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07/29/09 3:15 AM ET

Halos' Bulger puts out Tribe's rally

Righty finishes off clutch double play en route to first save

ANAHEIM -- It might not have the lyrical ring of Tinker to Evers to Chance, but Morales to Aybar to Bulger was poetry in motion for the Angels on Tuesday night.

With a game in the balance, Angels manager Mike Scioscia replaced All-Star closer Brian Fuentes with Jason Bulger in the top of the ninth inning in front of 43,270 at Angel Stadium.

Ten pitches and one gorgeous double play later, the Angels were celebrating a 7-6 triumph over the Indians -- courtesy of Gary Matthews Jr.'s three-run double in the eighth inning -- that halted a two-game losing skid and kept the Angels 2 1/2 games ahead of the persistent Rangers in the American League West.

"There's never any quit in these guys," Wedge said. "Fuentes is one of the best closers in the game. But the right-hander they brought in did a good job. They turned a heck of a double play."

Bulger was summoned with the bases loaded and none out after four consecutive Indians had reached against Fuentes, who began the ninth with a 7-4 lead and struggled for the second consecutive night.

Facing Victor Martinez, the Tribe's leading run producer with 67 RBIs, Bulger worked the count to 2-2 and then got a breaking ball in a good spot. Martinez tapped a grounder to first baseman Kendry Morales, who wheeled and delivered a strike to shortstop Erick Aybar.

Aybar pivoted and fired a strike to Bulger. The 6-foot-4 right-hander used his exceptional athleticism to take Aybar's throw running full-tilt and beat Martinez, sliding head-first, by a slender margin.

"The three guys we had doing it do it about as well as anybody in baseball," Scioscia said. "Kendry Morales has a terrific arm, and he was able to get it to Aybar where he could clear [Shin-Soo Choo coming in hard].

"I don't think there's a shortstop who turns the double play better than Aybar. Bulger is our most athletic pitcher. He was a shortstop in high school. I don't know if there's another combination on our team that can make that play."

As great as it was, Bulger knew his work wasn't done, with a run scoring on the double play to make it 7-6. .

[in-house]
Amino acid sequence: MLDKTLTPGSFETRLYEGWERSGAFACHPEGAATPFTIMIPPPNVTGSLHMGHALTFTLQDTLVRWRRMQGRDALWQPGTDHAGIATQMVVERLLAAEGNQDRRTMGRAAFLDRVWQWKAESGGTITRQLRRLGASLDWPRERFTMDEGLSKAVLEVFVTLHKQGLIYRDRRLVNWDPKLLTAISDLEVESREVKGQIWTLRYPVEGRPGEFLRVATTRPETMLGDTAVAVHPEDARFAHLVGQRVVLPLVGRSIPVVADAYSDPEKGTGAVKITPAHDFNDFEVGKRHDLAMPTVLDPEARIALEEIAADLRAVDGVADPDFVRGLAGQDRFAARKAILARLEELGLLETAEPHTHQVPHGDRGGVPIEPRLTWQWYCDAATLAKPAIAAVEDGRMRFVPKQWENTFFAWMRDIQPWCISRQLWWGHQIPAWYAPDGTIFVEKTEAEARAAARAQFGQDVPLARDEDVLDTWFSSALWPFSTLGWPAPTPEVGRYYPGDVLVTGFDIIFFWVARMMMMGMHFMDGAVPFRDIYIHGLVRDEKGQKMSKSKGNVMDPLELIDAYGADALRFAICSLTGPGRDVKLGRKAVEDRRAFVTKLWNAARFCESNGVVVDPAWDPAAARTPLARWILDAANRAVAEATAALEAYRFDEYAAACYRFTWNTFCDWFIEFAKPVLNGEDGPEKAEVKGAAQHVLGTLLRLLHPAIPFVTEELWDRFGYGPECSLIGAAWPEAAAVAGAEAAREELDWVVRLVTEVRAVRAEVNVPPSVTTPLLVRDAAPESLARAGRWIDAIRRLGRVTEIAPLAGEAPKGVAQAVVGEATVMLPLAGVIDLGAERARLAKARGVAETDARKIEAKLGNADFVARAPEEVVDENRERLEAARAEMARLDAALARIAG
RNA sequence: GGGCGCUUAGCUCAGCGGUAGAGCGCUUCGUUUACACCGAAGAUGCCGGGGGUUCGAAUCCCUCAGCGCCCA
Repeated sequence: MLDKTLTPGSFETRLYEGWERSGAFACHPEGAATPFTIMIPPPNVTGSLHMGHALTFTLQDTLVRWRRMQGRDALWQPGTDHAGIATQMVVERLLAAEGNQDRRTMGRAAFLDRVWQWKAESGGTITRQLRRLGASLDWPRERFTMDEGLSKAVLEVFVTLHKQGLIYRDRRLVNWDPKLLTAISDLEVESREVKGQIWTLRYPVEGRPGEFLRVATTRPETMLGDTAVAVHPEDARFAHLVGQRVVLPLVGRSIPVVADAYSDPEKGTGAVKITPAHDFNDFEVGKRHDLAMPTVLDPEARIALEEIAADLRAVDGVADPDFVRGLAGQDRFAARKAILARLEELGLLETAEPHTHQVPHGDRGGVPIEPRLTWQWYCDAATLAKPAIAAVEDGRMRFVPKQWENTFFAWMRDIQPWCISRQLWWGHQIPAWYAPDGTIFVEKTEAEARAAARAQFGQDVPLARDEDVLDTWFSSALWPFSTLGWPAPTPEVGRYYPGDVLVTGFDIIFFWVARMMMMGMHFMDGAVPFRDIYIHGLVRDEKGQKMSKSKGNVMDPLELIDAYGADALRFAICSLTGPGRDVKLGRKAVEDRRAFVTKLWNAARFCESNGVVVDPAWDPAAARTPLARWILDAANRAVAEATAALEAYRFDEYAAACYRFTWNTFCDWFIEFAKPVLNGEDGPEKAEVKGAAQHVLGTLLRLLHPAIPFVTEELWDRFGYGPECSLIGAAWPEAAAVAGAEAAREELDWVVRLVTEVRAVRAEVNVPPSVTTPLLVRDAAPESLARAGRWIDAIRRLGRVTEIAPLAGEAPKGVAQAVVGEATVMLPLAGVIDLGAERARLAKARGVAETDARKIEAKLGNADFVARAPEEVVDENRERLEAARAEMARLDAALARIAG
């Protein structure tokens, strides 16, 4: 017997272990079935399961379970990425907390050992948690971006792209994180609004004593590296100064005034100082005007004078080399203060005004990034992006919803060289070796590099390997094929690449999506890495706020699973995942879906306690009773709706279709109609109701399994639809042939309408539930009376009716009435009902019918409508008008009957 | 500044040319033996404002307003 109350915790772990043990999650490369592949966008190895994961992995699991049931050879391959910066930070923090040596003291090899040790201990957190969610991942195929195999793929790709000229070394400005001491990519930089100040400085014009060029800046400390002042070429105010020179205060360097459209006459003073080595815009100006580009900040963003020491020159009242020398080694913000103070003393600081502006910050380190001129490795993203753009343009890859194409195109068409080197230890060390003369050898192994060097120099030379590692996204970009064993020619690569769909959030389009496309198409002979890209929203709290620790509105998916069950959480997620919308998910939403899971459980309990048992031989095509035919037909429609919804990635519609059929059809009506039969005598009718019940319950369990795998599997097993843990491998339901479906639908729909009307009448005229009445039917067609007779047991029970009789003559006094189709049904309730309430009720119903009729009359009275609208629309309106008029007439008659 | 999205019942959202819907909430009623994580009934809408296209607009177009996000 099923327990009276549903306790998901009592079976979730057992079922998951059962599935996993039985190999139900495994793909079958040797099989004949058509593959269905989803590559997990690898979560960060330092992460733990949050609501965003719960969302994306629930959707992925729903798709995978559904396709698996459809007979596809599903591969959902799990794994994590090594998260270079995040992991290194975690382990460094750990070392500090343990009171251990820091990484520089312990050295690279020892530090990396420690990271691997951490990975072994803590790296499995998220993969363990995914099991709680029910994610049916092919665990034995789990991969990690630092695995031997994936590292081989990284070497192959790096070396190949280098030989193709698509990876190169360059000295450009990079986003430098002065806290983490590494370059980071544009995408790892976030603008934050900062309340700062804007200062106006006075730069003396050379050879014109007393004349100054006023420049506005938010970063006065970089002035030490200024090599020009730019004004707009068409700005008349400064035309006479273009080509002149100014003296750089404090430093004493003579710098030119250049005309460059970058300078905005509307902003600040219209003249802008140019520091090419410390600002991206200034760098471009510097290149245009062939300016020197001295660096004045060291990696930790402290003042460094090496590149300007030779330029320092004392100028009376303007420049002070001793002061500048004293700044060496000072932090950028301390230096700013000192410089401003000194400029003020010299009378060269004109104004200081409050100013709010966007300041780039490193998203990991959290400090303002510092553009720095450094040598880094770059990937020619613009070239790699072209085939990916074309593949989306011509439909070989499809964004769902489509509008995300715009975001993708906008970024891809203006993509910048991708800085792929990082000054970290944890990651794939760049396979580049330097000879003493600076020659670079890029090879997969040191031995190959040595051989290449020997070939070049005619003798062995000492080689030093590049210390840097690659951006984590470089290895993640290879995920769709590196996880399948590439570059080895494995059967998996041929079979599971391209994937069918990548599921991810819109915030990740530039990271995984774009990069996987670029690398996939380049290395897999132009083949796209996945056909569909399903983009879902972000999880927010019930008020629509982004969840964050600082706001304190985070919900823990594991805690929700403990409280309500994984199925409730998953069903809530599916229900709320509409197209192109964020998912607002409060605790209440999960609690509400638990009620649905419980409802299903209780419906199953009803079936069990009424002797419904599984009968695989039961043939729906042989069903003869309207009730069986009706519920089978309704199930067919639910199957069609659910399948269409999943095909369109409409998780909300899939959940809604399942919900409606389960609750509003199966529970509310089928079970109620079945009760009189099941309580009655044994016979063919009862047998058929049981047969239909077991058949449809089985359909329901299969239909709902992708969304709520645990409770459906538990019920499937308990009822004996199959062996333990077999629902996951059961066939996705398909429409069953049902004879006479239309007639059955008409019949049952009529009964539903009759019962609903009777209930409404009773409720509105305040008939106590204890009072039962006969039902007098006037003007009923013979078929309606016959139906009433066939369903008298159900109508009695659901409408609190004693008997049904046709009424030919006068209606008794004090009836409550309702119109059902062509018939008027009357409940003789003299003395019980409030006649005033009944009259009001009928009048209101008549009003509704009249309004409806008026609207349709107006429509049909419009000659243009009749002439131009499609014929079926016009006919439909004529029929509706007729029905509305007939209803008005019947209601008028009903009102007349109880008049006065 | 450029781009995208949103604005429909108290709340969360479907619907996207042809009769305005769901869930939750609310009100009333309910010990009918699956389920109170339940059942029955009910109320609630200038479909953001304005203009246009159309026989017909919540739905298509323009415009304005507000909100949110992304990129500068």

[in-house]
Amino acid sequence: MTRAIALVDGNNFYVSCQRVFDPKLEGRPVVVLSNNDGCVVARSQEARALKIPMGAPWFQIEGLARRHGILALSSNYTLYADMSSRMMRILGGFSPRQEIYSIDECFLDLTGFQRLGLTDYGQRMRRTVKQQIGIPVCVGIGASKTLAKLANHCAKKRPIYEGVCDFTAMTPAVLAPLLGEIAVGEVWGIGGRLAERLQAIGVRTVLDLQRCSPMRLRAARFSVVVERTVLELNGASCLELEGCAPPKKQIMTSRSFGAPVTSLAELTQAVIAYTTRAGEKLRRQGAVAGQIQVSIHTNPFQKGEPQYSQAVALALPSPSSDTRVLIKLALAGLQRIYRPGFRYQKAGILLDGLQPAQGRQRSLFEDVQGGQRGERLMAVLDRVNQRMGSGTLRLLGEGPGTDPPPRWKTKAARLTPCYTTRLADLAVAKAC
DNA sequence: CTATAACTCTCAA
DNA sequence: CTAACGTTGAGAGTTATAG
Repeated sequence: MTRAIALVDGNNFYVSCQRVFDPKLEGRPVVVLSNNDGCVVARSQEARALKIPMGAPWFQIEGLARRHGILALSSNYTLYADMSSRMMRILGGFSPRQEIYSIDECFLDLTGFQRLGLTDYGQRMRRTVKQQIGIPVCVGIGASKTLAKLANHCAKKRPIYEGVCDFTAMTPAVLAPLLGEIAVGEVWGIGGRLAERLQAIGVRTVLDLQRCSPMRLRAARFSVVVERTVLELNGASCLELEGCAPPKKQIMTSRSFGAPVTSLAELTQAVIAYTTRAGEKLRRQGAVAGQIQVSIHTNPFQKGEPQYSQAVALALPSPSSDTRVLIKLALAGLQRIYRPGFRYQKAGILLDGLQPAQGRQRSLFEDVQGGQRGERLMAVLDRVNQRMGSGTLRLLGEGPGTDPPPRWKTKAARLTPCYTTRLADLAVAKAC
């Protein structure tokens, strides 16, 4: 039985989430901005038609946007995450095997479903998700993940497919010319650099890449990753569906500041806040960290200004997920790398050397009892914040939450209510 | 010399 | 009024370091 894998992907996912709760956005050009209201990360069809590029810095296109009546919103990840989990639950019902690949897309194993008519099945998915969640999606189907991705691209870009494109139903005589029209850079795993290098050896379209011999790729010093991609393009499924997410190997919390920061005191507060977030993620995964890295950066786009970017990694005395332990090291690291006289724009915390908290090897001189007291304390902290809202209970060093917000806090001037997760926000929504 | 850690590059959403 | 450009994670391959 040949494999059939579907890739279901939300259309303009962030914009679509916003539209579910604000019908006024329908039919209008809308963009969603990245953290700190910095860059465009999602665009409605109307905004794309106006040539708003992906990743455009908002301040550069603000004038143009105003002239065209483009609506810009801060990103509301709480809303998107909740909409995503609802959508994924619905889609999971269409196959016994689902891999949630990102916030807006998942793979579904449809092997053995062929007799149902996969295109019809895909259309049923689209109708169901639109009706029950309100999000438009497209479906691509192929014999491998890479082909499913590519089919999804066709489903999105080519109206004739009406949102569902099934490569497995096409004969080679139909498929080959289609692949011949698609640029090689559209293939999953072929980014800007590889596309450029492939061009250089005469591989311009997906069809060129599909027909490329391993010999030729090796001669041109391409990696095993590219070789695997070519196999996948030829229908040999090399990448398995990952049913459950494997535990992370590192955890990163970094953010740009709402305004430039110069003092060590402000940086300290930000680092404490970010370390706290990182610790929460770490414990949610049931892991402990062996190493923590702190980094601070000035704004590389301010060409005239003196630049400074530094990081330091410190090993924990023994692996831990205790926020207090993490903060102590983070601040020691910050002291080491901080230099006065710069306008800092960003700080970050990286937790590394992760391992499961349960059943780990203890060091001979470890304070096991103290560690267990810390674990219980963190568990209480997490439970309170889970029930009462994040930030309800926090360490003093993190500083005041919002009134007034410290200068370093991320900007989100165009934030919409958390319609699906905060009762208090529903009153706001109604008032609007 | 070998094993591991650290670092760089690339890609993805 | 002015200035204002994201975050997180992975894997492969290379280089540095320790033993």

Bulger still had Jhonny Peralta to deal with, and the Indians shortstop had homered earlier against Jered Weaver and driven in another run with a sacrifice fly.

"The last thing Sosh told me was, 'Be sure to cover first on a grounder,'" Bulger said. "It takes a little pressure off, but you still have a job to do. It was a big play, it really was, but we still had an out to get an out."

Peralta grounded to Aybar, the fourth-most efficient shortstop in the Majors with his .986 fielding percentage, and his delivery to Morales was on target.

"I'm ecstatic -- more for the way this team came back and won," Bulger said following his first Major League save.

Bulger had been a left-side infielder until late in his junior year at Brookwood High School in Snellville, Ga., when he was converted into a pitcher out of need. He was his team's closer as a senior and was taken by Arizona in the first round of the 2002 First-Year Player Draft.

"I didn't even know how to pitch when I signed," he said, grinning.

The Angels won with two big innings, the third and eighth, dealing local product David Huff (Huntington Beach, UCLA) a loss he didn't deserve.

The lefty had a 4-3 lead entering the eighth when Aybar led off with an infield single and Bobby Abreu -- reaching for the third time -- walked. This brought Joe Smith into the game, and he yielded an RBI single to Juan Rivera before getting a double-play grounder from Mike Napoli.

Wedge elected to go with lefty Tony Sipp as Maicer Izturis was coming up to bat for Howard Kendrick. Sipp walked Izturis and Morales, loading the bases for Matthews.

Matthews, who'd doubled to trigger the three-run third against Huff, was batting .157 against lefties this season as he stepped in -- but was a .340 hitter with runners in scoring position.

That number rose to .352 when Matthews smoked a 93-mph fastball into the left-center gap against the wall, giving the Angels their first lead since Abreu singled home Aybar, who'd doubled home a run after Robb Quinlan's RBI single in the third.

The Indians had gotten Weaver out of the game after five innings with eight hits and four earned runs, with Ben Francisco -- from Santa Ana and UCLA -- launching his 10th homer before Peralta unloaded his ninth three innings later, in the fifth.

But for the 12th time in their past 15 wins, the Angels came roaring from behind.

"We're not depending on the home run," Matthews said. "We can manufacture runs. We play a different style of baseball. This stadium isn't conducive to home run hitters, and they've built a team accordingly."

The Angels have an abundance of athletes: in the infield, in the outfield, behind the plate -- and even on the mound.

Bulger showed that with his all-out sprint to first to complete a double play for a memorable first save.

Lyle Spencer is a reporter for MLB.com. This story was not subject to the approval of Major League Baseball or its clubs.